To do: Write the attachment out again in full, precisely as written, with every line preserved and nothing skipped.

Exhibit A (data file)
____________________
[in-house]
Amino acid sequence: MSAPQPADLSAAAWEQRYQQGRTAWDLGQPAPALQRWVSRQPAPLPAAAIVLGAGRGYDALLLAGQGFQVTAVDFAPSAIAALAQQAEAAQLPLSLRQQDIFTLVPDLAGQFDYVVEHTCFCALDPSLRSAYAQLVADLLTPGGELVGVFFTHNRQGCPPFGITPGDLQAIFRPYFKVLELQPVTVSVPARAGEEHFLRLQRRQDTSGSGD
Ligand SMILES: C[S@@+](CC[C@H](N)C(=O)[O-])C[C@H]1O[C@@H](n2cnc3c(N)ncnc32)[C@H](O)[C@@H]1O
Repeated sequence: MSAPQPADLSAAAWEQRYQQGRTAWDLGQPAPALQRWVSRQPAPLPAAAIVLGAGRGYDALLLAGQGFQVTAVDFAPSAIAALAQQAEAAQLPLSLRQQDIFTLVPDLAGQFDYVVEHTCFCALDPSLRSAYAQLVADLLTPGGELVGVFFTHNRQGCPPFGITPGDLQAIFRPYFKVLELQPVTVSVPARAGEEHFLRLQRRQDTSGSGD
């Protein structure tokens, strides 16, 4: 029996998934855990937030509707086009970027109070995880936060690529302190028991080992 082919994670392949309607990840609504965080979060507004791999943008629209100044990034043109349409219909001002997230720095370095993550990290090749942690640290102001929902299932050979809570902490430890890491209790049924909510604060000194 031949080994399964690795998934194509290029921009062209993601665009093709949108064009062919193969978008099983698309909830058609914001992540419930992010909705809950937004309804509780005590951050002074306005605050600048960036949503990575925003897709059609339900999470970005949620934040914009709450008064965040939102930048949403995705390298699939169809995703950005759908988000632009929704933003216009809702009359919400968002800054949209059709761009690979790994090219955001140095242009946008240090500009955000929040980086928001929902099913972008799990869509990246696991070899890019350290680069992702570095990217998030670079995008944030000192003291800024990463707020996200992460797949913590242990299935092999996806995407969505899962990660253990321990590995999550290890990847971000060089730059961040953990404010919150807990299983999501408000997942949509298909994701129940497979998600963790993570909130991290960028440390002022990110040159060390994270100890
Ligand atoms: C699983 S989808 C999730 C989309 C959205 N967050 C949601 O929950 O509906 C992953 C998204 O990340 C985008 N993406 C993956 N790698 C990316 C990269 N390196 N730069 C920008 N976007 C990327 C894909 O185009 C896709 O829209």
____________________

[in-house]
Amino acid sequence: MSAPQPADLSAAAWEQRYQQGRTAWDLGQPAPALQRWVSRQPAPLPAAAIVLGAGRGYDALLLAGQGFQVTAVDFAPSAIAALAQQAEAAQLPLSLRQQDIFTLVPDLAGQFDYVVEHTCFCALDPSLRSAYAQLVADLLTPGGELVGVFFTHNRQGCPPFGITPGDLQAIFRPYFKVLELQPVTVSVPARAGEEHFLRLQRRQDTSGSGD
Ligand SMILES: C[S@@+](CC[C@H](N)C(=O)[O-])C[C@H]1O[C@@H](n2cnc3c(N)ncnc32)[C@H](O)[C@@H]1O
Repeated sequence: MSAPQPADLSAAAWEQRYQQGRTAWDLGQPAPALQRWVSRQPAPLPAAAIVLGAGRGYDALLLAGQGFQVTAVDFAPSAIAALAQQAEAAQLPLSLRQQDIFTLVPDLAGQFDYVVEHTCFCALDPSLRSAYAQLVADLLTPGGELVGVFFTHNRQGCPPFGITPGDLQAIFRPYFKVLELQPVTVSVPARAGEEHFLRLQRRQDTSGSGD
């Protein structure tokens, strides 16, 4: 029996998934855990937030509707086009970027109070995880936060690529302190028991080992 082919994670392949309607990840609504965080979060507004791999943008629209100044990034043109349409219909001002997230720095370095993550990290090749942690640290102001929902299932050979809570902490430890890491209790049924909510604060000194 031949080994399964690795998934194509290029921009062209993601665009093709949108064009062919193969978008099983698309909830058609914001992540419930992010909705809950937004309804509780005590951050002074306005605050600048960036949503990575925003897709059609339900999470970005949620934040914009709450008064965040939102930048949403995705390298699939169809995703950005759908988000632009929704933003216009809702009359919400968002800054949209059709761009690979790994090219955001140095242009946008240090500009955000929040980086928001929902099913972008799990869509990246696991070899890019350290680069992702570095990217998030670079995008944030000192003291800024990463707020996200992460797949913590242990299935092999996806995407969505899962990660253990321990590995999550290890990847971000060089730059961040953990404010919150807990299983999501408000997942949509298909994701129940497979998600963790993570909130991290960028440390002022990110040159060390994270100890
Ligand atoms: C699983 S989808 C999730 C989309 C959205 N967050 C949601 O929950 O509906 C992953 C998204 O990340 C985008 N993406 C993956 N790698 C990316 C990269 N390196 N730069 C920008 N976007 C990327 C894909 O185009 C896709 O829209």